A Heaping Helping of Humility
I got the sad-face and pouting out of my system by Sunday evening.
Time to shed the angry little kid feelings for a more mature approach at learning from my mistakes.
Hopefully, what I share about my experience can be helpful for others, as well as myself, for the 2008 Mountain Masochist, or any other 50-miler.
We set off at 6:30 a.m., into the dark, for the road portion of MMTR. The weather was PERFECT running weather, albeit a bit windy at different times throughout the day. I started out nice and slow, running 9-10 minute miles, enjoying the surrounding mountains, farm houses and rolling hills. I’m not sure how far the road portion is, some say 5 miles, some say 7, and I have no real idea, but for roads, it’s at least very beautiful. The passing semis are a little daunting, but it’s a short stint on those mountain roads, and before long, we were turning into the much-welcomed trails.
This is when I realized my first mistake. I was wearing New Balance 800s. A low-profile trail shoe that is a step up in cushioning from the NB 790 trail flat, but still, for me, a more aggressive, low-profiler than I should have used. Over the last few weeks I have been all excited about discovering lower-profile, lighter trail shoes, and have been praising the discovery over and over again …especially when relating the discovery to less foot pain.
Problem is, I do not believe I have sufficient mileage and experience in ‘lesser shoes’ to expect to manage a 50-miler with such minimalism. Why I did this, I’m still not quite sure. Lack of experience. Stupid. Hopeful. …who knows…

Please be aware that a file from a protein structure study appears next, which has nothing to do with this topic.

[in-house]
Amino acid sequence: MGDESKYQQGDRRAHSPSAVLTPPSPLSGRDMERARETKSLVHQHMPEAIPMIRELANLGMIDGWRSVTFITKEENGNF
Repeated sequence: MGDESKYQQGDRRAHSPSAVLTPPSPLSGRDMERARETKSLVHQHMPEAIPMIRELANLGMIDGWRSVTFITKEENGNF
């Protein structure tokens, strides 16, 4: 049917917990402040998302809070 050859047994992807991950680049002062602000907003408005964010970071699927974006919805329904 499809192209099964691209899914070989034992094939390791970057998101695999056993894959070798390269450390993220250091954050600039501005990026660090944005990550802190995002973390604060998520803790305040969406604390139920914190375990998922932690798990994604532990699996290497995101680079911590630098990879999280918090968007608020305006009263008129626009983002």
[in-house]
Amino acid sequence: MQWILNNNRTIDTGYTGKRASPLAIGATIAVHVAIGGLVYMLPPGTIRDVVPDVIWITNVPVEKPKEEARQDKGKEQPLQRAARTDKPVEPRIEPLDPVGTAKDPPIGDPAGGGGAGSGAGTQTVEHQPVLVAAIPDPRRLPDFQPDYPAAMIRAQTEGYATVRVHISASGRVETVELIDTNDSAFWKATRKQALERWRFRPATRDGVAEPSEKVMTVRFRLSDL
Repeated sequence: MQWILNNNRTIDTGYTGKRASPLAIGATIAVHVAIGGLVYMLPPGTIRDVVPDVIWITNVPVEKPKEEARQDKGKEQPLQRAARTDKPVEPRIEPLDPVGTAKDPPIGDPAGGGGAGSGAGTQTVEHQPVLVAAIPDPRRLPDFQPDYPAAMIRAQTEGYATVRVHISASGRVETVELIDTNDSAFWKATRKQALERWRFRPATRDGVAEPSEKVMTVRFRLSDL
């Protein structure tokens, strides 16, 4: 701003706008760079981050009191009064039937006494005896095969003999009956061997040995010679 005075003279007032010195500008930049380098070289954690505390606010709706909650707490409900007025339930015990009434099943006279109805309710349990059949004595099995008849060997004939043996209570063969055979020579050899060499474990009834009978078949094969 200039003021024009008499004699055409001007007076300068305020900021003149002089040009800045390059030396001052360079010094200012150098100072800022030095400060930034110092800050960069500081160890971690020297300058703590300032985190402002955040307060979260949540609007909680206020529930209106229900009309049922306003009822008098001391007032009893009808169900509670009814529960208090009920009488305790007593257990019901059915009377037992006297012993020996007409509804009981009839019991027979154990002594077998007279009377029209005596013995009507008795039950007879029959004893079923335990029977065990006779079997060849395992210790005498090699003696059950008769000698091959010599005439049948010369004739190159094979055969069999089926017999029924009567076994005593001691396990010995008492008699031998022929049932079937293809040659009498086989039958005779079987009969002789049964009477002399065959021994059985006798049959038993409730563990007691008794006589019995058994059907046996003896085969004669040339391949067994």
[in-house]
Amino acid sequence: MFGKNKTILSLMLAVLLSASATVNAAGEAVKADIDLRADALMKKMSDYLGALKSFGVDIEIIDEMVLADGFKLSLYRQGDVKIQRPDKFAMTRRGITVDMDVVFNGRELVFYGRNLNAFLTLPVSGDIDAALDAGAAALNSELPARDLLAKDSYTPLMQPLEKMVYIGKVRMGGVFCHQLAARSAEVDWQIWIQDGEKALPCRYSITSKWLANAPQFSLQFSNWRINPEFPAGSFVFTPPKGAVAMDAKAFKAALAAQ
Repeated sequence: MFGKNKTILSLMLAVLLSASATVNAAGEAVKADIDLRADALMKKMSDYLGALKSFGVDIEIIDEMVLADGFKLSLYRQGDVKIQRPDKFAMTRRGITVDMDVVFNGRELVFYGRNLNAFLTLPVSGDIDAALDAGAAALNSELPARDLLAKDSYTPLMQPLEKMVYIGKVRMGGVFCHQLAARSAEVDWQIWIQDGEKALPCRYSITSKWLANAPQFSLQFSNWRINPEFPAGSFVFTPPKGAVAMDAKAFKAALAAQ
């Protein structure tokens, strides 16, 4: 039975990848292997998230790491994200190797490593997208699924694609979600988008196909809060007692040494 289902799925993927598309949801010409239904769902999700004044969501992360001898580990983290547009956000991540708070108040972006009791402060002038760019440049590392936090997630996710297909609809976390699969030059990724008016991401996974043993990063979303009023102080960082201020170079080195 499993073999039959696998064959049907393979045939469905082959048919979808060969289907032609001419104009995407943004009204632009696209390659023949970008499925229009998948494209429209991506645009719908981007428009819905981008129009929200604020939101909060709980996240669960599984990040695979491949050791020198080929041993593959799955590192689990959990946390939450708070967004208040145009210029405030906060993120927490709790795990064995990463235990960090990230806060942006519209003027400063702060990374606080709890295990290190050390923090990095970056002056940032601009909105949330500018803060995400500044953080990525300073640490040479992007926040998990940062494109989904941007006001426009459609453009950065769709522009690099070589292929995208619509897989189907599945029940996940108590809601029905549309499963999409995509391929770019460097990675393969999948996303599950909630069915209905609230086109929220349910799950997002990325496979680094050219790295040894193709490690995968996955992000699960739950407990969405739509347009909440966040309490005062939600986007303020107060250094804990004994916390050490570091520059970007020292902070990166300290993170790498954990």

The first half of MMTR, not counting the initial single-track climb after the roads, is like running up and down someone’s wide, gravel driveway. That’s not a complaint, as I enjoy challenges of all variety, regardless of the difficulty, but I just wasn’t prepared, and certainly, was not running in the correct shoes. I could really feel the golf-ball+ sized rocks and coupled with the poor footing, my feet were getting beat to death …which also equated to a similar beating further up my legs and hips. While I still strongly believe running in a less-cushioned shoe is beneficial for me longterm, I was not adequately trained to run in this type shoe for this combination of distance and terrain.
Miles 1-20 felt great. I met new people, was running strong, enjoying the mountain vistas and having a solid race. — but at miles 20-26, the foot pain, along with the other associated and related body aches, were beginning to take a toll rapidly. I made the cut-off at the halfway point by about 10 minutes; however, I was completely spent – everything hurt.
I changed shoes and got a Clip II bottle out of my bag. I was happy for both the extra cushioning, as well as the Clip. I love Clip. Conquest? …not so much, but it was better than I expected.
I left the aid station and headed up the infamous Buck Mountain, but I was in terrible shape from those other shoes earlier in the race. Momentarily defeated, I found a patch of sunshine in the first 500 feet of the climb, and just laid down, face in the sun, eyes closed, wondering what to do.
This is when I met Tom, from Baltimore. Tom came upon me and asked if I was alright. After explaining that I was rapidly fading, he suggested I get up and just walk with him up Buck Mountain. I remember him mumbling about how people can completely bottom-out but if one just stays with it, things will turn around. …and I remember thinking, “yea, …or you die.”
I was really moving slowly and I asked Tom to continue ahead and not to worry about me. I didn’t want to drag anyone down. Off he went, and about halfway up, I no longer could see him …but I could hear that famous Buck Mountain summit music. For what felt like miles, I heard that music, to the point that I resigned to just not care – and then by the time I conditioned myself to ignore it, I could see the aid station and make out the Rocky theme blaring over the speakers.